“The federal government offers several economic incentives to reduce the cost of merchandise manufactured or processed in such zones. Duties may be waived or deferred, and tariffs may be reduced.
  ” In addition, Arizona law allows properties in foreign trade zones to be classified differently from those not in trade zones for property tax purposes. In some cases, that can result in property-tax reductions of 75 to 80 percent.
  “Officials calculated, however, that the deal actually would bring an additional $2.5 million a year to the Gilbert district.
  “That’s because Apple plans to pour about $1 billion into the vacant 1.3 million-square-foot factory. (my note: and also because the factory has been sitting idle and would likely remain so for a long time, if not for this deal)
  “Thus, even though the tax assessment rate would be lower, that rate would be applied to a much higher valuation.”
. . .
  “Mayor Butler told The Republic that the Apple plant would not bring new students to the Gilbert district, but Teddy Dumlao, the district’s finance director, said the plant’s estimated 700 permanent jobs could bring new families to the area . . . with an average wage not less than $45,000. (taken from an earlier paragraph in article: ” Heavy retrofitting of the plant would require 1,300 construction workers.”
  “The overall impact of more homes in the area could produce a slight reduction in school property-tax bills for district residents, Dumlao said.”
. . .
  “Brady said there was a lot of misunderstanding about the foreign-trade zone and what its potential tax breaks mean.
  “It gets misconstrued that this is some kind of a subsidy program or whatever,” Brady said. “This is a federal program that helps achieve the goal that really is shared by the entire country, where we are trying to bring back manufacturing jobs into the United States. We’re trying to level the playing field with Southeast Asia, with China and Mexico and places like that where we’ve lost so many jobs.”
  “Responding to Smith’s comments on Tuesday that the FTZ designation may be unfair to “mom and pop” small businesses, Brady noted that even small companies can take advantage of such zones.
  “As long as you’re in the manufacturing import-export business, you can apply for this program. That’s the purpose of the program, to encourage that type of activity,” Brady said.”
. . .
  ““Additional revenue with the foreign-trade zone and with the major corporation that will come in means a decrease in property taxes for our businesses and residential areas,” Tram said. “This is really a win-win for everybody.”
. . .
  “Borrowing a phrase from Mesa Mayor Scott Smith, Somers said, “We are picking a winner. We’re picking Arizona. We’re picking the United States. We are creating manufacturing jobs in the United States that were overseas or potentially overseas. This is picking us as a winner.”
. . .
  “The Arizona Commerce Authority wooed Apple Inc. to Mesa with the assistance of a $10million grant, the largest sum ever distributed by the group’s business-development fund, according to documents released Tuesday.”

Back to my commenting:
  Arizona has a school funding equalization program. New revenues received by the Gilbert school district will be offset by not receiving that amount of revenues from the State of Arizona Equalization fund. That means all districts in the state will share a portion of the increased revenue, including the Gilbert district, a benefit for education for the whole state.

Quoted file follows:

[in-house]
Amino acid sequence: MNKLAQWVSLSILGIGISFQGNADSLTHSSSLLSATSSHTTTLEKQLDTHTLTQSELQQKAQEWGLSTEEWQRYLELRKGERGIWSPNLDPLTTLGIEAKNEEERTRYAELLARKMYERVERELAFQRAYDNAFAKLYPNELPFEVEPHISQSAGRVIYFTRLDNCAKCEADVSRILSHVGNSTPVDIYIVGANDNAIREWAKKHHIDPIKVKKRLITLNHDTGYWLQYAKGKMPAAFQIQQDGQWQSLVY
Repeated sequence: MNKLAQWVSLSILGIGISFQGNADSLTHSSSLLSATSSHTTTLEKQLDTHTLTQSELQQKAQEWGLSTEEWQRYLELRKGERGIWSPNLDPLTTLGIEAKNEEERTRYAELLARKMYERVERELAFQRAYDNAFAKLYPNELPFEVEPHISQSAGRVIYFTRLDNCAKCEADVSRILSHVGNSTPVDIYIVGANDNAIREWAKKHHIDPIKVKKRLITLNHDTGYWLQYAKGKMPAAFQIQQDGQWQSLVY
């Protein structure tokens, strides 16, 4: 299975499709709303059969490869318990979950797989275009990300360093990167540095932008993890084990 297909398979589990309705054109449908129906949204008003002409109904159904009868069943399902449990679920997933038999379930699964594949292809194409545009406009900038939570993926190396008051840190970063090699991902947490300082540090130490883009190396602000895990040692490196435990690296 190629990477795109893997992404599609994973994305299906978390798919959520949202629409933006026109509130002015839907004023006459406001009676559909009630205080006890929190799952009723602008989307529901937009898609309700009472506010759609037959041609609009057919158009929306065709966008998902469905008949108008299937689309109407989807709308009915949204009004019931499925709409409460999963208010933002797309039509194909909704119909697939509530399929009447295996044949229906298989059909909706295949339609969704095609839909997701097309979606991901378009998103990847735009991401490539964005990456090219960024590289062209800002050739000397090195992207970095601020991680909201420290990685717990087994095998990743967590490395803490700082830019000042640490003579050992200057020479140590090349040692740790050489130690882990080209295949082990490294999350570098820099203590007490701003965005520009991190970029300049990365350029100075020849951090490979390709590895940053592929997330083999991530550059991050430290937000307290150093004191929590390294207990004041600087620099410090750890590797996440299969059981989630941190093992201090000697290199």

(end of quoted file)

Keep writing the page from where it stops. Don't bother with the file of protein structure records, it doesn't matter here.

This is much different than a give-away by a local entity. It’s actually quite a net gain. And the rest of the State will benefit. In fact the US will benefit by getting the GT factory operating in the US instead of the possibility that it could have gone overseas.
And that is a good deal more than you thought you’d know about this story.
  Credit goes to writers Karen Schmidt and Gary Nelson, and Peter Corbett who covered the story in-depth—all of The Republic Newspaper and (owned by The Republic).


@MacFrogger, my point is valid. In order to change the rules so that incentives aren’t given to corporations to move to a location, it would need to be federally mandated. But even the federal government plays this game as in Solindra. That money wasted could have gone to education. Even with that taking place it is debatable as to education being improved.

I grew up a democrat and voted that way up to and including Carter. Almost voted for Clinton. Today I am more conservative with Libertarian leanings. That doesn’t make one opposed to education. It does make me opposed to greater government answers.


State governments should not be treated as, “Free Markets.” The fact of matter is the federal government controls most of how a State can earn income (e.g. says a State cannot force retailers to collect sales tax), and often dictates what services must be provided (e.g. free health care to illegal immigrants). Like with internet sales tax, the federal government should put an end to this non-sense of forcing States to cut their own throats to compete for business. For businesses there should be a set property tax that applies nationwide. Forum shopping by doing away with property taxes hurts the country, it does not help it.

With all that said, it is not Apple’s fault it is taking advantage of a broken system to gain a tax break. It did not write the laws. If you can pay a dollar as opposed to two, why would you not do it?


The problem with most school districts isn’t the lack of funding; it is in mismanaging the funding they receive. Instead of building multi-million dollar office suites for district-level employees, perhaps that funding should be routed to the schools where there are actual students.

Bosco (Brad Hutchings)

Speaking of mismanaged school districts, it sure would be fun to have a follow-up on the LAUSD iPad program. Talk about a complete cluster-frak! It almost ended with the superintendent resigning, but strangely got a contract extension to 2016. Oh, and still no iPads in student hands. I’m pretty sure someone predicted a mess in the comments and got savaged for the predictuon.